2. Post-offense conduct and Criminal History

 The court of appeals for the Second Circuit has held that criminal history scores can be adjusted to account for post-offense conduct. See United States v. Keats, 937 F.2d 58, 66 (2d Cir.) (criminal history category can be increased to reflect post-arrest conduct), cert. denied, 502 U.S. 950, 116 L. Ed. 2d 348, 112 S. Ct. 399 (1991); United States v. Espinal, 981 F.2d 664 (2d Cir. 1992) (same). At least five other circuits have reached the same conclusion. See United States v. Fayette, 895 F.2d 1375, 1380 (11th Cir. 1990); United States v. Geiger, 891 F.2d 512 (5th Cir. 1989), cert. denied, 494 U.S. 1087, 108 L. Ed. 2d 954, 110 S. Ct. 1825 (1990); United States v. Franklin, 902 F.2d 501 (7th Cir.), cert. denied, 498 U.S. 906, 111 S. Ct. 274, 112 L. Ed. 2d 229 (1990); United States v. White, 893 F.2d 276 (10th Cir. 1990); United States v. McCarthy, 961 F.2d 972, 979 (1st Cir. 1992) (specific deterrence and recidivism concerns justify "factoring . . . post-plea offenses into guidelines sentencing process"). These holdings support the proposition that relevant conduct is not limited to conduct that precedes determination of guilt.

 E. Application at resentencing of rule that courts must consider all facts and circumstances known at the time of sentencing

 1. A resentence is a sentence

 An order vacating a sentence requires the district judge to resentence as if sentencing de novo. United States v. Maldonado, 996 F.2d 598, 599 (2d Cir. 1993) ("When a sentence has been vacated, the defendant is placed in the same position as if he had never been sentenced."); cf. United States v. Strachan, No. 93-30004, 1994 U.S. App. LEXIS 2408, at *3 (9th Cir. Feb. 1, 1994) (when sentence vacated and remanded, remand "wiped the slate clean and the district court was required to sentence from scratch on a tabula rasa"). Although Maldonado concerned application of Rule 32 of the Federal Rules of Criminal Procedure, there is no "reason why vacating a sentence on any other ground should have a different legal significance." United States v. Ekhator, 853 F. Supp. 630, 633 (E.D.N.Y. 1994). To hold otherwise would ignore the meaning of "vacate," both in plain usage and as it has been explicated in the case law in this circuit. See, e.g., United States v. Ekwunoh, 888 F. Supp. 369, 1994 U.S. Dist. LEXIS 17948, at *7 (E.D.N.Y. 1994) ("An order vacating a sentence requires the trial court to sentence de novo."). Other circuits are in agreement with the Second Circuit approach. See, e.g., United States v. Graham, No. 91-6681, 1993 U.S. App. LEXIS 6815, at *3 (4th Cir. 1993) (vacation of a sentence entails de novo resentencing unless the remanding court gives narrowing instructions). To differentiate between sentencing and resentencing would preclude consistent application of other rules pertaining to sentencing when they arise in the resentencing context. See, e.g., United States v. Pfeiffer, 886 F. Supp. 303 (E.D.N.Y. 1995) (consistent application of bail provisions of 18 U.S.C. § 3143 requires treatment of a resentence as a sentence); cf. United States v. Taylor, 11 F.3d 149, 152 (11th Cir. 1994) (holding that Federal Rule of Criminal Procedure 43, mandating presence of defendant at sentencing, applies to resentence); Paul v. United States, 734 F.2d 1064, 1066-67 (5th Cir. 1984) (same).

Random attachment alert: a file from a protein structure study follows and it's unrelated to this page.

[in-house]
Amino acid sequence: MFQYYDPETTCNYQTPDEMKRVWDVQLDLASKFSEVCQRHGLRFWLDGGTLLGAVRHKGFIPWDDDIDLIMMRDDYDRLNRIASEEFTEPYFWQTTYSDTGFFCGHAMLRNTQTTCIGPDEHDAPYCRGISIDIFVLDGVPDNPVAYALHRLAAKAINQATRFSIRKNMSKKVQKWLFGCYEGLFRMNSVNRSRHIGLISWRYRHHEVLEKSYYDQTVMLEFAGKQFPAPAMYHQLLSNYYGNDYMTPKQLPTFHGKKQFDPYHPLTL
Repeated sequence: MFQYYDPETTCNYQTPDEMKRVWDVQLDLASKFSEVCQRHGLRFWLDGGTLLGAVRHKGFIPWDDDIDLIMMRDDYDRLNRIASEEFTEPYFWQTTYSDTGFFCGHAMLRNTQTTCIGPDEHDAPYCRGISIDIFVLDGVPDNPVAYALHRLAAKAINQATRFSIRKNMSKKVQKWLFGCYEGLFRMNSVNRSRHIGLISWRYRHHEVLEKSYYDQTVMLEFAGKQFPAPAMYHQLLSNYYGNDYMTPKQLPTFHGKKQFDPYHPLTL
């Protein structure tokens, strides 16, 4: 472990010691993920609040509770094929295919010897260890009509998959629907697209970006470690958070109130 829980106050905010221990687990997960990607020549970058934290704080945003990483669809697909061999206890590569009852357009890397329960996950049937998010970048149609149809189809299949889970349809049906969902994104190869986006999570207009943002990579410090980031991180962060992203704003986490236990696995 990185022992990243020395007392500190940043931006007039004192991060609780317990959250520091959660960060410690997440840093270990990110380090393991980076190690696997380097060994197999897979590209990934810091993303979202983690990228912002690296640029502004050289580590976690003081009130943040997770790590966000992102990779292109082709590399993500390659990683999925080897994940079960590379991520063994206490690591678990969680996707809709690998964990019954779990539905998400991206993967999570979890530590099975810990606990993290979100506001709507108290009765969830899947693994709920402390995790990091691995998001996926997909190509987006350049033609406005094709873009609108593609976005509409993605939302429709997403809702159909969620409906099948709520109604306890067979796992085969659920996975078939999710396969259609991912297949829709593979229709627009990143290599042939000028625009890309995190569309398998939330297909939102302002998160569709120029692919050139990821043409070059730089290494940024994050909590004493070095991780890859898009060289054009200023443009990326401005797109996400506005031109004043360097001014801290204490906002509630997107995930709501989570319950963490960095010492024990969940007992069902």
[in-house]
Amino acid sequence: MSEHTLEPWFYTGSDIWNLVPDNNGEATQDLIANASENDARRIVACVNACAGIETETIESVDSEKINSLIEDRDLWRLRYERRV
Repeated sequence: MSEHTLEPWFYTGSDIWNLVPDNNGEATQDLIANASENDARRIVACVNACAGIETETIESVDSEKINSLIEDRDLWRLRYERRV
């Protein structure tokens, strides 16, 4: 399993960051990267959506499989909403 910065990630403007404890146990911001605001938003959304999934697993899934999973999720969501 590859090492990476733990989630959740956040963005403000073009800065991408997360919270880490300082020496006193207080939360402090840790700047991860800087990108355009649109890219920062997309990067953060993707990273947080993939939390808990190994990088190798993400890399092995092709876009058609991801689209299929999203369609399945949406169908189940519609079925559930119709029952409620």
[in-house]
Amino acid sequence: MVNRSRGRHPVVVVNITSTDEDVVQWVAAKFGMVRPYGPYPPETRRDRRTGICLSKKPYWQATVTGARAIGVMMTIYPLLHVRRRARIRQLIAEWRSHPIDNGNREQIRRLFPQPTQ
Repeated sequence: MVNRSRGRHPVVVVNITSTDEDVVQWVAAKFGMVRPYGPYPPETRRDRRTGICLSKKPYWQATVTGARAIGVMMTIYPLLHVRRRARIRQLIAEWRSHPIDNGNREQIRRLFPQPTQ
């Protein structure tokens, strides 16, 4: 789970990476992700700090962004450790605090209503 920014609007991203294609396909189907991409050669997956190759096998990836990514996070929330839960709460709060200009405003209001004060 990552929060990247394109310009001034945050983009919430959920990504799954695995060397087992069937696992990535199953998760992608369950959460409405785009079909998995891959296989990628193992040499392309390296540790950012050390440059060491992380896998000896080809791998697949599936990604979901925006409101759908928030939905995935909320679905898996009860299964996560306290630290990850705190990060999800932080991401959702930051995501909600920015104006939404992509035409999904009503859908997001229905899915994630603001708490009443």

2. Judge must use all information available up until time of resentence

 Given that a resentence is a sentence, a judge can and must consider all information available to him or her at the time of resentence. In the 1990's, because of the Guidelines, remands for resentencing are common. See United States Sentencing Commission, Annual Report 1994 133-48 (1995).

 Appellate review of sentencing decisions constitutes a considerable fraction of the appellate court's workload. See Federal Judicial Center, Guideline Sentencing: An Outline of Appellate Case Law on Selected Issues (April 1995) (describing more than 1,900 reported court of appeals cases interpreting Guidelines in last seven years); Daniel Wise, After Five Years, No One Loves the Federal Sentencing Guidelines; Prosecutors Complain of More Work; Defenders See Rules Altering Practice, N.Y.L.J., Nov. 4, 1992, at 1 (describing "significant upsurge" in appeals of sentences in the wake of Guidelines); see also Anthony N. Doob, The United States Sentencing Commission Guidelines: If You Don't Know Where You Are Going, You Might Not Get There, in The Politics of Sentencing Reform 199, 250 (1995) ("The United States Sentencing Commission has performed an important function. It has demonstrated for better or worse that sentencing practice can be changed rather dramatically in a short period of time."). The number of unpublished opinions in this area is particularly great, so that an estimate of scores of cases remanded annually for resentencing in the Second Circuit is conservative.